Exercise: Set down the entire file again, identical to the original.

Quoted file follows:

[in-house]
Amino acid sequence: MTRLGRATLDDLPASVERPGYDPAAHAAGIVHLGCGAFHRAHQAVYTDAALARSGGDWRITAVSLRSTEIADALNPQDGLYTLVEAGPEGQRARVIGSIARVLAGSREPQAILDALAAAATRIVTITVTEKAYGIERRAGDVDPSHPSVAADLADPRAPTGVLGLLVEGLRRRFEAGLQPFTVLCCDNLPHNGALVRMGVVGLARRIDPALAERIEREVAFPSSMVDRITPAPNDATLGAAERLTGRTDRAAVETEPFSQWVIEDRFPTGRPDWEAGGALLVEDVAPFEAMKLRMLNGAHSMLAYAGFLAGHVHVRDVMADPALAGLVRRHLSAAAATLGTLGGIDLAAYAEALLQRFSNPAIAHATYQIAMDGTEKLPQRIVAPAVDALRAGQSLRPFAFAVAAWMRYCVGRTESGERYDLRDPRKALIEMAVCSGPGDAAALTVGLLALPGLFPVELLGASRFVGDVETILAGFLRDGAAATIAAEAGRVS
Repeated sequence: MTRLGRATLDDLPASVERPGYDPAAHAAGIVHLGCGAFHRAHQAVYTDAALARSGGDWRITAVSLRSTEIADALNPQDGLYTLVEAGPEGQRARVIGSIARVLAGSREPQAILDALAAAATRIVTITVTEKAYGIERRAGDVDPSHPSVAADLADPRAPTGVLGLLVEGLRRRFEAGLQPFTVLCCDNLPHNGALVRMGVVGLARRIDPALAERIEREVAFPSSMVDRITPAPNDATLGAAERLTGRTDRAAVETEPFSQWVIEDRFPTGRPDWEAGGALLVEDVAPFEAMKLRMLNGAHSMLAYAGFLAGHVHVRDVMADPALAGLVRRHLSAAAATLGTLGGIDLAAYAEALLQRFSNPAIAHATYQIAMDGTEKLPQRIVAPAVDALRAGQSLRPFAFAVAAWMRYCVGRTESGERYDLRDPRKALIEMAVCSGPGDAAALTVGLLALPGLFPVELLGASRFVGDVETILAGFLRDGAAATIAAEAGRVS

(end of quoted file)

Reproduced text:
[in-house]
Amino acid sequence: MTRLGRATLDDLPASVERPGYDPAAHAAGIVHLGCGAFHRAHQAVYTDAALARSGGDWRITAVSLRSTEIADALNPQDGLYTLVEAGPEGQRARVIGSIARVLAGSREPQAILDALAAAATRIVTITVTEKAYGIERRAGDVDPSHPSVAADLADPRAPTGVLGLLVEGLRRRFEAGLQPFTVLCCDNLPHNGALVRMGVVGLARRIDPALAERIEREVAFPSSMVDRITPAPNDATLGAAERLTGRTDRAAVETEPFSQWVIEDRFPTGRPDWEAGGALLVEDVAPFEAMKLRMLNGAHSMLAYAGFLAGHVHVRDVMADPALAGLVRRHLSAAAATLGTLGGIDLAAYAEALLQRFSNPAIAHATYQIAMDGTEKLPQRIVAPAVDALRAGQSLRPFAFAVAAWMRYCVGRTESGERYDLRDPRKALIEMAVCSGPGDAAALTVGLLALPGLFPVELLGASRFVGDVETILAGFLRDGAAATIAAEAGRVS
Repeated sequence: MTRLGRATLDDLPASVERPGYDPAAHAAGIVHLGCGAFHRAHQAVYTDAALARSGGDWRITAVSLRSTEIADALNPQDGLYTLVEAGPEGQRARVIGSIARVLAGSREPQAILDALAAAATRIVTITVTEKAYGIERRAGDVDPSHPSVAADLADPRAPTGVLGLLVEGLRRRFEAGLQPFTVLCCDNLPHNGALVRMGVVGLARRIDPALAERIEREVAFPSSMVDRITPAPNDATLGAAERLTGRTDRAAVETEPFSQWVIEDRFPTGRPDWEAGGALLVEDVAPFEAMKLRMLNGAHSMLAYAGFLAGHVHVRDVMADPALAGLVRRHLSAAAATLGTLGGIDLAAYAEALLQRFSNPAIAHATYQIAMDGTEKLPQRIVAPAVDALRAGQSLRPFAFAVAAWMRYCVGRTESGERYDLRDPRKALIEMAVCSGPGDAAALTVGLLALPGLFPVELLGASRFVGDVETILAGFLRDGAAATIAAEAGRVS